Why, then, is Zomia not a charity?

Zomia is not a charity because we seek to avoid donor dependency and achieve greater operational flexibility and efficiency. We have some charity experience, and while we believe that charities serve many necessary and important functions in society, they do have weaknesses. We wish to avoid being wholly dependent upon the financial goodwill of others to sustain our organization. Some charities spend more time keeping donors happy (and contributing funds) than they do serving those they set out to assist! Others pay too little attention to efficiency and results.

We believe the future requires a modified corporate model, an entity that coexists with traditional charities and for-profit firms but combines elements of each. Fulfilling a vital social mission and generating profits need not be mutually exclusive, so we registered as a social purpose corporation rather than a charity.

Why doesn’t Zomia provide traditional loans at 0% interest?

Our goals when we set out included making loans affordable and helping as many students as possible realize their educational dreams. We sought to ease the burden that traditional loans place on students. By accepting repayment as a percentage of income and imposing a minimum income threshold before repayment is expected, the burden of loan repayment is decreased. You repay gradually, as your income allows. What’s more, given our finite contract periods, you’re not on the hook for the rest of your life.

Yet in implementing this model, we’re almost certain to incur losses on a subset of our loans. That’s the cost of easing the financial burden for our students. Those students who cannot repay in full effectively don’t have to. If our model involved traditional loans with 0% interest, the anticipated losses would make it difficult to sustain. We still anticipate being forced to cover some losses, but we can come closer to sustainability if students who do well financially after graduation pay what amounts to very modest interest. In effect, we’re asking those who do well financially to chip in for the good of the Zomia community and their fellow loan recipients.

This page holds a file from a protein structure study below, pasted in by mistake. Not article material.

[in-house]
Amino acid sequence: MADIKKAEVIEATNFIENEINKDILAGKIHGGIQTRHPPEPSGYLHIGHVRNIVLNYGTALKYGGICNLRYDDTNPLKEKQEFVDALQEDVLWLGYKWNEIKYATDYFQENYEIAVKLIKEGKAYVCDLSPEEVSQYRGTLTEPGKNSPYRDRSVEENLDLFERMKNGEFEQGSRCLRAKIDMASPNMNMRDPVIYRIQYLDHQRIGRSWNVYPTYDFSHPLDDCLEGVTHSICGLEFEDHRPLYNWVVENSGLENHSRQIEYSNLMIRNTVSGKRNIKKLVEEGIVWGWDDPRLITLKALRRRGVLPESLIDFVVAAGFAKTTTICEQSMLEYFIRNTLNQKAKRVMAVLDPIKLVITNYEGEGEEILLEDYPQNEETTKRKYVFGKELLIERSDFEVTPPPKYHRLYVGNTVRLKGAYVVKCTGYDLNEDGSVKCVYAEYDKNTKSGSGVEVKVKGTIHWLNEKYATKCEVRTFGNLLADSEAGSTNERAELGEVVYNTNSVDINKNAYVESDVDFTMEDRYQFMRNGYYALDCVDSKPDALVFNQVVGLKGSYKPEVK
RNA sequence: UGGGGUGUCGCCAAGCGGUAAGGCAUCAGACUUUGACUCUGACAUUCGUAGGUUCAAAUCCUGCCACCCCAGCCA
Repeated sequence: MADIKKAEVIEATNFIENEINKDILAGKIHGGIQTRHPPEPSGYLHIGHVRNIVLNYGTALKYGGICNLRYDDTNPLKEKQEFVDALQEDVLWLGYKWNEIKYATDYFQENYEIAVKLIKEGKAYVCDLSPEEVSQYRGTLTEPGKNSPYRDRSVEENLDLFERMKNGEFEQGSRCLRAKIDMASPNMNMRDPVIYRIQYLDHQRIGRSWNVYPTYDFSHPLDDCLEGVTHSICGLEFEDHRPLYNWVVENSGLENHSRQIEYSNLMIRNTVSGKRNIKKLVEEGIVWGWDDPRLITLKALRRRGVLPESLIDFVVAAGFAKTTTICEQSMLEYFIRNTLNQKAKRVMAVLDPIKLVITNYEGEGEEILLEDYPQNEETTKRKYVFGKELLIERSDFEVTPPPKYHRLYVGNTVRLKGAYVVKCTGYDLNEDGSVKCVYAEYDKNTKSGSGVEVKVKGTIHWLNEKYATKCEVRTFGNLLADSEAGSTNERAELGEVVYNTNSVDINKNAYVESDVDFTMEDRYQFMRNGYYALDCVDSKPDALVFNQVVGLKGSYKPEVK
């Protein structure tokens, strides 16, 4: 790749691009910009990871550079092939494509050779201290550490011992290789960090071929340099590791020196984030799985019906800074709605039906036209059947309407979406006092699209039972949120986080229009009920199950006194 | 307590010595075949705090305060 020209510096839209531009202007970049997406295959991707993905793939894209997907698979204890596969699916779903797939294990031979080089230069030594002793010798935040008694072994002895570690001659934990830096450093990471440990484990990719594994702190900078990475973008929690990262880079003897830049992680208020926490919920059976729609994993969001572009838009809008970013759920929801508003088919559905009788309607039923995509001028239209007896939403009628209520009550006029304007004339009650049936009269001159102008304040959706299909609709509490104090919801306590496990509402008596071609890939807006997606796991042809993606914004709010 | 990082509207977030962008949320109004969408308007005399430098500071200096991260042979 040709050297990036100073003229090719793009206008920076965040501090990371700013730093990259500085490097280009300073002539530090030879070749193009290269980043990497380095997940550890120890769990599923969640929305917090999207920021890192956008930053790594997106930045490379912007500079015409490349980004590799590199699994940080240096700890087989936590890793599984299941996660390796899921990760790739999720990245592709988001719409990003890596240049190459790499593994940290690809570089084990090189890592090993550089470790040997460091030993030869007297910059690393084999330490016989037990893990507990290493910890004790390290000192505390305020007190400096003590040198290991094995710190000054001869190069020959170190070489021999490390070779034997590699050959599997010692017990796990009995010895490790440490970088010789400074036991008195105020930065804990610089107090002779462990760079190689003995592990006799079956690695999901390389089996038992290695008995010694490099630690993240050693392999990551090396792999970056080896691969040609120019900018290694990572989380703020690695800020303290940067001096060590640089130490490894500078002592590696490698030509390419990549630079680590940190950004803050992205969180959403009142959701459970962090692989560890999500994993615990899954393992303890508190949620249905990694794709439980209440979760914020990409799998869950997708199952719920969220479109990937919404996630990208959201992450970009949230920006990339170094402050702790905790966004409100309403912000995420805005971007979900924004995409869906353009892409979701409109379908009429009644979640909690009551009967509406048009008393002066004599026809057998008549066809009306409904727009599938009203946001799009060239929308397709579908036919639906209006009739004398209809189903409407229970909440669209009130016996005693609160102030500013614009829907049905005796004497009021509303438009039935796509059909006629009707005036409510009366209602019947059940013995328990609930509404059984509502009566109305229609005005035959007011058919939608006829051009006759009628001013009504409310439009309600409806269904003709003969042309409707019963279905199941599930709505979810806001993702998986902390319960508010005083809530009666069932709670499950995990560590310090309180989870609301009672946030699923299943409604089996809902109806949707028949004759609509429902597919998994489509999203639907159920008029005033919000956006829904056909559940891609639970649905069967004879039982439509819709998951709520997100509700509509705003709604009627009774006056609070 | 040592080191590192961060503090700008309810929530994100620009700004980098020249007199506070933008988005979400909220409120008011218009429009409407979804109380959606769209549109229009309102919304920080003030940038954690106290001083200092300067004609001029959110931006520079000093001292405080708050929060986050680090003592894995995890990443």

If Zomia still incurs losses on its loans, how is it sustained?

While we do not make money on the loans provided to our students, we participate in other business activities to generate revenue. In the initial phase of Zomia’s development, we have focused on providing services to our students and refining our lending model; to date, most of our operations have been funded via capital injections separate from the funding of student loans. Over time, revenue-generating activities will be given higher priority as we work to become self-sufficient in covering our operational expenses.

How is Zomia currently funding its loans and operations?

For its first two years of operations, a small group of team members, family, and friends provided Zomia’s startup and loan capital. Over time, we will seek additional investments and revenue-generating services to cover operational expenses.

Marginalized communities are everywhere—why start in Southeast Asia?

As a potential starting point, Southeast Asia made sense for our team because of both significant need and longstanding interest and involvement in the region. Cumulatively, our founding team represents more than two decades of efforts in advocacy, education, and business in the region.

Zomia was formed in an attempt to address the unusual disparity of opportunity that exists in Southeast Asia. The 10-country ASEAN region includes some of the wealthiest and poorest countries in the world, and educational opportunities vary widely from one community to another. While high-quality universities exist in the region, the lack of traditional financing available to students from marginalized communities makes them prohibitively expensive.

We aspire to reach students in other communities and bring our model to scale, but only after it is tested and refined. In our first few years, we will offer services to students in Myanmar, Cambodia, Laos, Thailand, and the Philippines.